The name Rarotonga means "in the direction of the prevailing wind, south," the place where the chief of Atiu promised early explorers they would find an island. It's fairly small, just 31 km around.
Twisting valleys lead up to steep ridges covered with luxuriant green vegetation and towering mountains crowned in clouds. Yet, Te Manga (653 meters) is only a fraction of the height Rarotonga reached before the last volcanic eruption took place, more than two million years ago.
Though Rarotonga is younger than the other Cook islands, continuous erosion has cut into the island, washing away the softer material and leaving the hard volcanic cones naked. The mountains are arrayed in a U-shaped arch, starting at the airport and then swinging south around to Club Raro, with Maungatea plopped down in the middle. Together they form the surviving southern half of the great broken volcanic caldera that became Rarotonga.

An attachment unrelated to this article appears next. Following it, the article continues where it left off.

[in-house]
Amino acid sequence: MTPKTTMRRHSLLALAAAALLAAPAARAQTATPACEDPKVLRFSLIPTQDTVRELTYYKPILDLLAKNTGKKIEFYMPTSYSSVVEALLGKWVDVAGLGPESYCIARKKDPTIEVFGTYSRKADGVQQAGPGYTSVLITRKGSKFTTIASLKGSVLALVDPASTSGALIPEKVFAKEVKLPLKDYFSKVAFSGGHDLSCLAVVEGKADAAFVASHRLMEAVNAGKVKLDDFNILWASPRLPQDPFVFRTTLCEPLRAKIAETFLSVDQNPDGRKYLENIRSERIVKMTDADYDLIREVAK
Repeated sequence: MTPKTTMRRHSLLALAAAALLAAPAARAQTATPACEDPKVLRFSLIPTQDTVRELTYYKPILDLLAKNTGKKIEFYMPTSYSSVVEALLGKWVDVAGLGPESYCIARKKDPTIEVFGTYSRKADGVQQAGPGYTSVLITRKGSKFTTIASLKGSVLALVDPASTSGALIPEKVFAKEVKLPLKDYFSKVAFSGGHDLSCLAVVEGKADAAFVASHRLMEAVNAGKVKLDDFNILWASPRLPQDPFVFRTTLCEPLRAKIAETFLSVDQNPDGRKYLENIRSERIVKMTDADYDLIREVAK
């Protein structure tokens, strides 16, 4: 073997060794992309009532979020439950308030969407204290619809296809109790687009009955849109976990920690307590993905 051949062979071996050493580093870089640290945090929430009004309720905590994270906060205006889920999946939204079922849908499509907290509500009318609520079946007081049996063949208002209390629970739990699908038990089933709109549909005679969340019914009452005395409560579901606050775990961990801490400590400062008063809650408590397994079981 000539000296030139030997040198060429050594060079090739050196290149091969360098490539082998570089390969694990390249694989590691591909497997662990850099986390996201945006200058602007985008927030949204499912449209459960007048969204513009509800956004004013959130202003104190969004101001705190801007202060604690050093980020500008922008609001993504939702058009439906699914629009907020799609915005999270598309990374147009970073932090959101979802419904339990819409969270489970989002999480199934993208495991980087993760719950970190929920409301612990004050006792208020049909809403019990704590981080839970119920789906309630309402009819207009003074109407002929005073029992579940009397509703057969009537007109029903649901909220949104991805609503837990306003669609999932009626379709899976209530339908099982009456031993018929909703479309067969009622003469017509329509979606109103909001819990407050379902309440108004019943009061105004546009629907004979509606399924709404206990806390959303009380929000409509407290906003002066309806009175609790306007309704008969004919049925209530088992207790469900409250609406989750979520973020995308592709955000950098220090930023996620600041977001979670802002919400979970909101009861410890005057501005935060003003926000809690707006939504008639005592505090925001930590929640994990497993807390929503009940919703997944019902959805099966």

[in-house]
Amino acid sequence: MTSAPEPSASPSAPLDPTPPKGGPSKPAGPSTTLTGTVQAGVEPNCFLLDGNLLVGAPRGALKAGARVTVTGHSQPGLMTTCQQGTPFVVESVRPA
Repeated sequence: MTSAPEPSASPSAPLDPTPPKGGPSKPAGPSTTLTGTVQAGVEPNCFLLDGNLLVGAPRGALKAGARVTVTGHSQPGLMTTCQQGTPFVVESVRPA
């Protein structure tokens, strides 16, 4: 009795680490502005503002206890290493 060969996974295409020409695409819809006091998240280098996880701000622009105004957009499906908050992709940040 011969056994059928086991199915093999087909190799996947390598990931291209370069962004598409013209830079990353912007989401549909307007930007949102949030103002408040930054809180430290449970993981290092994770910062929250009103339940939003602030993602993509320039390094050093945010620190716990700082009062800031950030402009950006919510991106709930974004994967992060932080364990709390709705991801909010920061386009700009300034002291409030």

The reef circling the island defines a lagoon that is broad and sandy to the south, and narrow and rocky on the north and east. The finest beaches are on the southeast side near the Muri Lagoon, with crystal-clear water and a sandy bottom, but the best snorkeling is at Titikaveka. Elsewhere the water can be cloudy or shallow, with a lot of coral and shells that make wading difficult. Take care everywhere, as several snorkelers have drowned after being sucked out through the passes where a lot of water moves because of surf and tidal swings.
Scuba diving on Rarotonga features coral drop-offs, canyons, caves, walls, sharks, wrecks, and swim-throughs. All beaches on the island are public.